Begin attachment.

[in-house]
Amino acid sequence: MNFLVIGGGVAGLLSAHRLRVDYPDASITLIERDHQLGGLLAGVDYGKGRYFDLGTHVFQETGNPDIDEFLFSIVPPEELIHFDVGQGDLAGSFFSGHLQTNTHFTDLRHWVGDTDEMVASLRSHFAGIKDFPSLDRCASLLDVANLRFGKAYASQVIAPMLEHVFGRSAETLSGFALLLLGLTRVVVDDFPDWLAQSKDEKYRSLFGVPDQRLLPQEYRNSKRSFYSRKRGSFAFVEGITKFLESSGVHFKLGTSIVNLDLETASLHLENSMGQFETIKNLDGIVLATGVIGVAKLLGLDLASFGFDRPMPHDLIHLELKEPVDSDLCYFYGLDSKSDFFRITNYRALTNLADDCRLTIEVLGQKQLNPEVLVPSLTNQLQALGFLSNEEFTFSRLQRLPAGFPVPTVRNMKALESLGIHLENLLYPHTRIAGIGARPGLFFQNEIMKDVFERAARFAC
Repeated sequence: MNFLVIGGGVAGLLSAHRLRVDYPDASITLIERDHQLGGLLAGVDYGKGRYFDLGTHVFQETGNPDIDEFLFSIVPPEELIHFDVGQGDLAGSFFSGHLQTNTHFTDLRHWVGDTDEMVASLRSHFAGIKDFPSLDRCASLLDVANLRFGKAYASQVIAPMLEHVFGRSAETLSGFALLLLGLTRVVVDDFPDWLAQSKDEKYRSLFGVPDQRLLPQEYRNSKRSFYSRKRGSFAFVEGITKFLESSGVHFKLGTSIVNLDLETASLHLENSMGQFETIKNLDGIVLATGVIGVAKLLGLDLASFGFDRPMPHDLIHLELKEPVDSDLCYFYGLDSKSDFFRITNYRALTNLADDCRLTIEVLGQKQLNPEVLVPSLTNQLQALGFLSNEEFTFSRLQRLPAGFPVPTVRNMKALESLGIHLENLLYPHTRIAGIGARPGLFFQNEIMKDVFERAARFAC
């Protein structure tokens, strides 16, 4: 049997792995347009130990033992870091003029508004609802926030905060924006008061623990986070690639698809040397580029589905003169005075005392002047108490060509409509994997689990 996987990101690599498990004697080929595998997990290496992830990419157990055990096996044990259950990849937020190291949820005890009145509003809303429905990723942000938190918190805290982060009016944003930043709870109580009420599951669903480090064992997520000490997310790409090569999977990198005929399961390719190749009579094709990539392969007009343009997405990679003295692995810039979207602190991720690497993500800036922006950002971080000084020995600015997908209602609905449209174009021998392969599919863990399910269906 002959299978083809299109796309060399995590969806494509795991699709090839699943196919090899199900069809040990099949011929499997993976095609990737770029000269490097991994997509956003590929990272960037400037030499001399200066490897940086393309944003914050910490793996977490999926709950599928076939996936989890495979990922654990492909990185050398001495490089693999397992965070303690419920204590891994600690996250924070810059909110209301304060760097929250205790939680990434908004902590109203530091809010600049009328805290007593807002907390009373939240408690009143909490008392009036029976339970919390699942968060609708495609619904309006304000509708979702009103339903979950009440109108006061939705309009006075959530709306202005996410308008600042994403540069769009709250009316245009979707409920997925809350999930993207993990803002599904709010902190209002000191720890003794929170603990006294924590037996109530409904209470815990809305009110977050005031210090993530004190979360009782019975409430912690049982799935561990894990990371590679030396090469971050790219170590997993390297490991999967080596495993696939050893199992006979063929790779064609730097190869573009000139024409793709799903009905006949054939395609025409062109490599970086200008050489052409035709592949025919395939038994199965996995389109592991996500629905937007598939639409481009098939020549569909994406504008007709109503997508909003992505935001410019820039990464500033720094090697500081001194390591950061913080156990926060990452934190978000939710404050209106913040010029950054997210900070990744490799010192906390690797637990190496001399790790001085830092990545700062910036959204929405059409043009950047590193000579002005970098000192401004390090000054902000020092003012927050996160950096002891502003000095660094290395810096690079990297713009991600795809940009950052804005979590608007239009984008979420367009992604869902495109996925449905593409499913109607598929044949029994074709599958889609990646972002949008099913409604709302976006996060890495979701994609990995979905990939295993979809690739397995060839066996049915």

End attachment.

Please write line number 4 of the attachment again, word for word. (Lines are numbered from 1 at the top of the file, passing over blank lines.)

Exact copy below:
């Protein structure tokens, strides 16, 4: 049997792995347009130990033992870091003029508004609802926030905060924006008061623990986070690639698809040397580029589905003169005075005392002047108490060509409509994997689990 996987990101690599498990004697080929595998997990290496992830990419157990055990096996044990259950990849937020190291949820005890009145509003809303429905990723942000938190918190805290982060009016944003930043709870109580009420599951669903480090064992997520000490997310790409090569999977990198005929399961390719190749009579094709990539392969007009343009997405990679003295692995810039979207602190991720690497993500800036922006950002971080000084020995600015997908209602609905449209174009021998392969599919863990399910269906 002959299978083809299109796309060399995590969806494509795991699709090839699943196919090899199900069809040990099949011929499997993976095609990737770029000269490097991994997509956003590929990272960037400037030499001399200066490897940086393309944003914050910490793996977490999926709950599928076939996936989890495979990922654990492909990185050398001495490089693999397992965070303690419920204590891994600690996250924070810059909110209301304060760097929250205790939680990434908004902590109203530091809010600049009328805290007593807002907390009373939240408690009143909490008392009036029976339970919390699942968060609708495609619904309006304000509708979702009103339903979950009440109108006061939705309009006075959530709306202005996410308008600042994403540069769009709250009316245009979707409920997925809350999930993207993990803002599904709010902190209002000191720890003794929170603990006294924590037996109530409904209470815990809305009110977050005031210090993530004190979360009782019975409430912690049982799935561990894990990371590679030396090469971050790219170590997993390297490991999967080596495993696939050893199992006979063929790779064609730097190869573009000139024409793709799903009905006949054939395609025409062109490599970086200008050489052409035709592949025919395939038994199965996995389109592991996500629905937007598939639409481009098939020549569909994406504008007709109503997508909003992505935001410019820039990464500033720094090697500081001194390591950061913080156990926060990452934190978000939710404050209106913040010029950054997210900070990744490799010192906390690797637990190496001399790790001085830092990545700062910036959204929405059409043009950047590193000579002005970098000192401004390090000054902000020092003012927050996160950096002891502003000095660094290395810096690079990297713009991600795809940009950052804005979590608007239009984008979420367009992604869902495109996925449905593409499913109607598929044949029994074709599958889609990646972002949008099913409604709302976006996060890495979701994609990995979905990939295993979809690739397995060839066996049915």